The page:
Joss Whedon – He put up Dr Horrible’s Sing-a-long Blog up free for a weekend and then moved on to selling it through iTunes. Later it was moved to traditional DVD distribution as well as free viewing through Hulu. The cult following of Whedon helped push the initial viewings and downloadings, but the time limited nature meant that many people who missed it bought it online in order to make it easier to obtain and also to kick some cash back to Whedon. Many downloaded it for free through filesharing, but this just meant that more people saw it and advertised it. The balance is fine here, as it is with the Sanctuary model, but with the dropping costs of budget production, as well as the increase in fidelity at lower cost, there is still a potential for this kind of production to be funded. I’ve still not seen it…

South Park Studios – Matt and Trey have now managed to get every episode of South Park online to watch for free. In addition to this they have made the content available in clip form for embedding and remixing. This has led to a boom in homemade South Park content and the expected rise in awareness of the (already saturated on the internet…) brand on the internet. The ability to take clips and embed them has lots of potential, discussed below. The problem that South Park has had is that this was not planned from the beginning, leading to continued issues with rights and the absense of the service in the UK, as rights issues are still not resolved:

There were a bunch of points that came out of this end of the discussion, but the one that stuck in my mind the most (leading to me repeating it when I forgot if I’d spoken to the people around me about it already…sorry) was that if you put content out in such a manner that people can do ‘stuff’ with it, they’ll do ‘stuff’ you haven’t even thought of. This is a Good Thing, as it makes your content more useful and more people will want to use it. Again, this is a point that came up with bookcamp, driven home as we stood around with a pile of different devices that could consume e-texts, each running a different program displaying the content in a different way, and that didn’t even include the less traditional book-like devices that we discussed.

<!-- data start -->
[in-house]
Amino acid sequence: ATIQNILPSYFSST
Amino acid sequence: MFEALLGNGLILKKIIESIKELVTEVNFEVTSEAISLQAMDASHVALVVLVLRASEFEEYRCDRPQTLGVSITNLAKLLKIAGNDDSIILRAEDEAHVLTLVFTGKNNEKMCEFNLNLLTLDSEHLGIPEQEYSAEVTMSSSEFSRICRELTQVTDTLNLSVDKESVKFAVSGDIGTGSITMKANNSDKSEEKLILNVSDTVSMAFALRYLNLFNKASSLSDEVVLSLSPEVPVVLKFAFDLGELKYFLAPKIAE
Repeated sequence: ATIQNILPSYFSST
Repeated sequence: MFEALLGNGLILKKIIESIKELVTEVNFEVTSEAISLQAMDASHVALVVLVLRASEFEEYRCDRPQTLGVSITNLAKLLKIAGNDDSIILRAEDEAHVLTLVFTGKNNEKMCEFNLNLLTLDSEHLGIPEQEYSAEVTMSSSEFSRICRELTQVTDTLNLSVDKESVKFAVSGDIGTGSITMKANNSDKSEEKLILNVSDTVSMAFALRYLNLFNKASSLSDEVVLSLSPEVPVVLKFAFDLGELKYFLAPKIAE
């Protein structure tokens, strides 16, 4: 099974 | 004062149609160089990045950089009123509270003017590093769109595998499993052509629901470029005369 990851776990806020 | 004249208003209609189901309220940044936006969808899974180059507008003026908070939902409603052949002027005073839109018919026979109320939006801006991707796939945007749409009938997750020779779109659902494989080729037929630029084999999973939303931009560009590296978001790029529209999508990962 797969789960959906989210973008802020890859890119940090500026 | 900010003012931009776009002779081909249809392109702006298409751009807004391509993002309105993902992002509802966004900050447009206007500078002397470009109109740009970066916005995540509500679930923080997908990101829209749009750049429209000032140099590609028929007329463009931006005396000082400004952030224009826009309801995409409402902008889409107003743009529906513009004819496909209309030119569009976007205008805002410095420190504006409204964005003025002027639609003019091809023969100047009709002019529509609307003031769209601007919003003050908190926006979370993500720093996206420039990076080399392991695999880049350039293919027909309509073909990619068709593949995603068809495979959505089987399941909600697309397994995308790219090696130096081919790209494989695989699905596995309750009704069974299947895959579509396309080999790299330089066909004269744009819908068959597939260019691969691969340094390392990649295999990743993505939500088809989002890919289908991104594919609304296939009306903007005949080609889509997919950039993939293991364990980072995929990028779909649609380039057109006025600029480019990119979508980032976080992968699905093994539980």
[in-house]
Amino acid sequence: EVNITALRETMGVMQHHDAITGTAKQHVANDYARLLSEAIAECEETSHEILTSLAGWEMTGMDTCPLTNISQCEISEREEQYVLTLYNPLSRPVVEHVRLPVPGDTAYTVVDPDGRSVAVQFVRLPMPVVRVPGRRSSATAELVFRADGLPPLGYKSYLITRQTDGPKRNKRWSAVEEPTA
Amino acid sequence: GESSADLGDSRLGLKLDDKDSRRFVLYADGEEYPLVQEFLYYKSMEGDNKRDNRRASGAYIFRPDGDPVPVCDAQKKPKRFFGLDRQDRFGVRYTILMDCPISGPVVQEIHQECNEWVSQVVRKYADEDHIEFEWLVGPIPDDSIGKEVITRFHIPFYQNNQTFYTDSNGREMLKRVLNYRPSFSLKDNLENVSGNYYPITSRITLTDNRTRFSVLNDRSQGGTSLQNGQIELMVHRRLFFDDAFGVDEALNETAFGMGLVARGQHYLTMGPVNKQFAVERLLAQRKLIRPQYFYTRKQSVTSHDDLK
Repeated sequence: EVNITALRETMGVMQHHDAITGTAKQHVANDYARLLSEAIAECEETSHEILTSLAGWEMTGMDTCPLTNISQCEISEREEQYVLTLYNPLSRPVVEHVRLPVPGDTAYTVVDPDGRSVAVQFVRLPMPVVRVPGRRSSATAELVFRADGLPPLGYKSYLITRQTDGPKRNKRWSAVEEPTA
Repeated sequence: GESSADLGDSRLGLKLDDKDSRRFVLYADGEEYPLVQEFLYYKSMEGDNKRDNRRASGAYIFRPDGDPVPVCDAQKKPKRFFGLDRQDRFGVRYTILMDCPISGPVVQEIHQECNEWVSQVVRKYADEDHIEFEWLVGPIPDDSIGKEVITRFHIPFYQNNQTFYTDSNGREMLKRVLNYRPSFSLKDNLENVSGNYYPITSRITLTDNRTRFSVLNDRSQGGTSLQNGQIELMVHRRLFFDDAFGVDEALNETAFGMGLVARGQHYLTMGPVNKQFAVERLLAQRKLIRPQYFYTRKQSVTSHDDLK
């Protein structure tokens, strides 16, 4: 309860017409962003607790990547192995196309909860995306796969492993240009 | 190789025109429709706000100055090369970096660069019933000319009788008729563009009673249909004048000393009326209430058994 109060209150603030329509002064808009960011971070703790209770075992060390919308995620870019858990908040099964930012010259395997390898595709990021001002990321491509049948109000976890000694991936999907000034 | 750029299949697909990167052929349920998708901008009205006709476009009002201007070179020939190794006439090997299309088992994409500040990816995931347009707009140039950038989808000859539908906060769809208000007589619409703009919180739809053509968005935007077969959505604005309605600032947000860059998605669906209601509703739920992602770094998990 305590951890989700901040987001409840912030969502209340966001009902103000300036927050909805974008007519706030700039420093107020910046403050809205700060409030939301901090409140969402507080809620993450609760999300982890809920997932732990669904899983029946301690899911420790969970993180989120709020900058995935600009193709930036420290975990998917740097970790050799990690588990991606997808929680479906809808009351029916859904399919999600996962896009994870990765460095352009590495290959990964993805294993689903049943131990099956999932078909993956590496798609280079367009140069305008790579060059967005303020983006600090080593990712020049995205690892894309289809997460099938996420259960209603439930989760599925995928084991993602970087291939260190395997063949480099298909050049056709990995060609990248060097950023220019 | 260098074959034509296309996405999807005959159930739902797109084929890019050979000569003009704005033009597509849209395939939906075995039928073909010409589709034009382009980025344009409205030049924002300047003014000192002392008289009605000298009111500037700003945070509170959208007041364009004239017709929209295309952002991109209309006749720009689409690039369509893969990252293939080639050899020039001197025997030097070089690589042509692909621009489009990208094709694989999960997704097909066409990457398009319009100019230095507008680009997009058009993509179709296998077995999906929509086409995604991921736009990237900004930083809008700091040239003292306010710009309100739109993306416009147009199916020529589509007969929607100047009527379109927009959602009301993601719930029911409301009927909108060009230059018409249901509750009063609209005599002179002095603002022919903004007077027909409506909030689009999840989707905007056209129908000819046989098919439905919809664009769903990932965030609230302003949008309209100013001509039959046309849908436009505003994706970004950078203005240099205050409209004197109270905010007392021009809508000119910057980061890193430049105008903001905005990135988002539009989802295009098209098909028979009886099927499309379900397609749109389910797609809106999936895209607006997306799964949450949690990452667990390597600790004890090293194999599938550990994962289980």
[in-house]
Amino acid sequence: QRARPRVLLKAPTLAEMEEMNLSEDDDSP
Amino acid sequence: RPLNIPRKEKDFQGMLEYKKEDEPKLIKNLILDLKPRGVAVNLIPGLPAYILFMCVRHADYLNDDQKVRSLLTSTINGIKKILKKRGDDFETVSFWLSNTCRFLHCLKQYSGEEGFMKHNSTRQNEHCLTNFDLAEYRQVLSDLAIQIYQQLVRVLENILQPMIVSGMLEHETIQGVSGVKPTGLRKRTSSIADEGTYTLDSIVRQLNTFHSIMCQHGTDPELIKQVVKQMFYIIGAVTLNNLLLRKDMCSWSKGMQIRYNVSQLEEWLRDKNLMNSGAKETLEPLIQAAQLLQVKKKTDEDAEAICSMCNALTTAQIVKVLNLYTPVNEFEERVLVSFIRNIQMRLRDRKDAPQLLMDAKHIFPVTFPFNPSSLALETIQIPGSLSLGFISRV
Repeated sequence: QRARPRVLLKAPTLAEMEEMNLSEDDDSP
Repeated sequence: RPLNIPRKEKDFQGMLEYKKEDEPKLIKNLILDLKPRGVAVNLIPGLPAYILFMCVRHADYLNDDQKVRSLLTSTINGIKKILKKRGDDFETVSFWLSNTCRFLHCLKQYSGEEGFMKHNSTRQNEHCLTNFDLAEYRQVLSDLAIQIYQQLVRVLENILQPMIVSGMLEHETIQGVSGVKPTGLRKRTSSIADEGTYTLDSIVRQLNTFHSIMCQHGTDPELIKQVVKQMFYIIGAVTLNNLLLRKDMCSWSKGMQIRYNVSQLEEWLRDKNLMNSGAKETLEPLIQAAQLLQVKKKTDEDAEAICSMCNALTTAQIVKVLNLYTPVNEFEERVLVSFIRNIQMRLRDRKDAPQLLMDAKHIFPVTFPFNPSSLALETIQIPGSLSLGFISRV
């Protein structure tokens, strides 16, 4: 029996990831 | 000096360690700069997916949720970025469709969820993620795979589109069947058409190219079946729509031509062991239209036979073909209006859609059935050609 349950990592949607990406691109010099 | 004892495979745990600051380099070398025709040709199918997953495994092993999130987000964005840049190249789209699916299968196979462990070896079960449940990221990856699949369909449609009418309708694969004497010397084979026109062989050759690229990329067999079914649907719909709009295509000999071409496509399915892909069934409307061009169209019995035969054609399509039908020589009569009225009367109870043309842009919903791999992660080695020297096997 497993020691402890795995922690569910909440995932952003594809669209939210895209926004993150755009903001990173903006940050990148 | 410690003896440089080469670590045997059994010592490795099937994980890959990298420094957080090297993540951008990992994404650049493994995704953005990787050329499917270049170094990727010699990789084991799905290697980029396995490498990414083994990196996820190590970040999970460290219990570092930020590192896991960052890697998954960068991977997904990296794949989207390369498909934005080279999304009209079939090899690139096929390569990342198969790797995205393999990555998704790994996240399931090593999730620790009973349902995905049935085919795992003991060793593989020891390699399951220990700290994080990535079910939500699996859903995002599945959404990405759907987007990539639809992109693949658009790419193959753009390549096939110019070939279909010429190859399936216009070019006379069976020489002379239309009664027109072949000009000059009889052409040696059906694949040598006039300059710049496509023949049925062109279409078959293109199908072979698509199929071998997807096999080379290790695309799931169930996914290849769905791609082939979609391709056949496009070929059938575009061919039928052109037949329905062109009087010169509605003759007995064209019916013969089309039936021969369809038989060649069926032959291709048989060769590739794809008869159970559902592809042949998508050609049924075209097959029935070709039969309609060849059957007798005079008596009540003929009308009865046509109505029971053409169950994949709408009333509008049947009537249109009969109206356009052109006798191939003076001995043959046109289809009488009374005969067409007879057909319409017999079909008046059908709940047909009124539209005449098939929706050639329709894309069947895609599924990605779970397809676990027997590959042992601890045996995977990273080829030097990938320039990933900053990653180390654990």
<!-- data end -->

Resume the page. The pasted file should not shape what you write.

Everyone has different content consuming habits – no two people who I spoke to at FOOV watched video in quite the same way. Whether it was timeshifting/VOD versus traditional scheduled programming, or watching on the go, being wedded to high fidelity content or not caring, everyone had different criteria for their consumption needs. The more open the data provided the more of them can use it.

Monetisation

A lot of the topics we talked on touched on making money out of video. Ad-support and DRM locking are not the be all and end all of making money out of online content, although they are the two traditional ones. Outside of Sanctuary ‘honour’ systems with perks there must be other ways of doing it.

One other thing that came up about money was the different habits of paying that people have got into with different media. Physical storage still has the psychological lead when it comes for commanding high prices, with non-tangible data still not quite fitting in to many people’s minds as something that can possibly command as high a price. In many cases it doesn’t justify the prices, with the transport, storage and sale of media taking up a lot of the potential profit.

The prices that people will pay also vary a lot depending on the context. £6 for a piece of home computer software doesn’t seem all that much, but take the same software and charge that for the iPhone version then all of a sudden it seems pricier. The prices of online rentals/video downloads may be palatable for traditional televisions, but the same prices do not translate to smaller portable screens.

Fin.

If you’ve got this far, well done.

Comments

Pingback from Future of Media Part 2 – User Generated Video EPGs wanted! – broadstuff
Time 23rd January 2009 at 9:40 pm

[…] the Future of Online Video at the Amplifed 09 session. A few people have already blogged their sessions, and the Twitterfeed is available here. There is a strong temptation to say that because X […]

Pingback from cowfish » Bad Movie Club
Time 14th February 2009 at 11:44 am

[…] about it on Twitter as we do so. This rather struck a chord with me, as a few weeks back at the Amplified09 Future of Online Video morning we were trying to come up with ways of watching content in a collaborative fashion and mused as to […]